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The Jews of Sighet chose to ignore signs that could have been viewed as warnings of approaching troubles because they didn't want to have to face the possible danger.
The first specific event that could have been seen as a signal was the deportation of foreign Jews from Sighet. If the native Hungarian Jews had identified more closely with the foreigners in their community, such as Moishe the Beadle, the forced transportation of those individuals away from Sighet would have raised concern. However, even Moishe's return and the stories he told about his experiences were not perceived as causes for alarm.
people not only refused to believe his tales, they refused to listen. Some even insinuated that he only wanted their pity, that he was imagining things.
The Jews of Sighet went on, refusing to acknowledge the possibility that Hitler might be able to carry out his threats. They felt protected by distance and by the strength of the nations fighting against the German forces. Even when Hungary was initially invaded, the Jews of Sighet convinced themselves that "The Germans will not come this far. They will stay in Budapest."
There are quite a number of events that would have served as warnings to the Jews of Sighet of the impeding danger.
It started with the expulsion of the foreign Jews from Sighet. This instance should have raised questions among the Jewish community given the atrocious events being committed against them and the war. The Jews being deported were later condemned to death after crossing into Polish territory. Moishe the Beadle, a friend and teacher to Eliezer, managed to escape and upon his return to Sighet sought to inform all the Jews of the mass murder of his companions, but none took heed. "I am alone. But I wanted to come back to warn you. Only no one is listening to me…"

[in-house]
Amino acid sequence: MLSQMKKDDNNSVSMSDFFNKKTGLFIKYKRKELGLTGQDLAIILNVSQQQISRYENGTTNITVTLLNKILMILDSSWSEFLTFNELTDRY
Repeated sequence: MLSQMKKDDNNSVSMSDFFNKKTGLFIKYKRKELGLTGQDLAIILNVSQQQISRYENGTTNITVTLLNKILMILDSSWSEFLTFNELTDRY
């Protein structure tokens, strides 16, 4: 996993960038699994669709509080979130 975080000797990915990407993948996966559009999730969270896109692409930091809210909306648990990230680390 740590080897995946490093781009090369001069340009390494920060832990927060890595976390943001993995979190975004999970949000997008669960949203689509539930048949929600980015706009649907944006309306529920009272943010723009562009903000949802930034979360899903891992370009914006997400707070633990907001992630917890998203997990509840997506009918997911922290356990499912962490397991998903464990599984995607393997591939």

When the Fascist party seized power and a new government was formed, the Jews were not worried about it. “It meant nothing more to us than a change of ministry.”
When news about the growing tension and antisemitic acts in Budapest reached Sighet, the people got concerned but were still optimistic that the Germans would not reach that far. The German army finally reached Sighet, robbed the Jews, and condemned them to misery and death.
The Germans were already in our town, the Fascists were already in power, the verdict was already out—and the Jews of Sighet were still smiling.
Another foreshadowing is through Madame Schachter's visions. In the cart on the way to the concentration camp, Madame Schachter screams that there is fire outside the window. Everyone rushes to look outside the window, only to see blackness. They start beating up Madame Schachter and then she goes back to being in despair. She yet again starts screaming about fire, and after several times, the others stop bothering.
Later when Elie and his father arrive at the concentration camp with numerous other Jews, they are put in line. They see fire, swallowing up children, babies, women, men... Fortunately they are saved before they reach the front of the line.
Madame Scachter's visions foreshadow the cruelty that the Jews would be experiencing in concentration camps.
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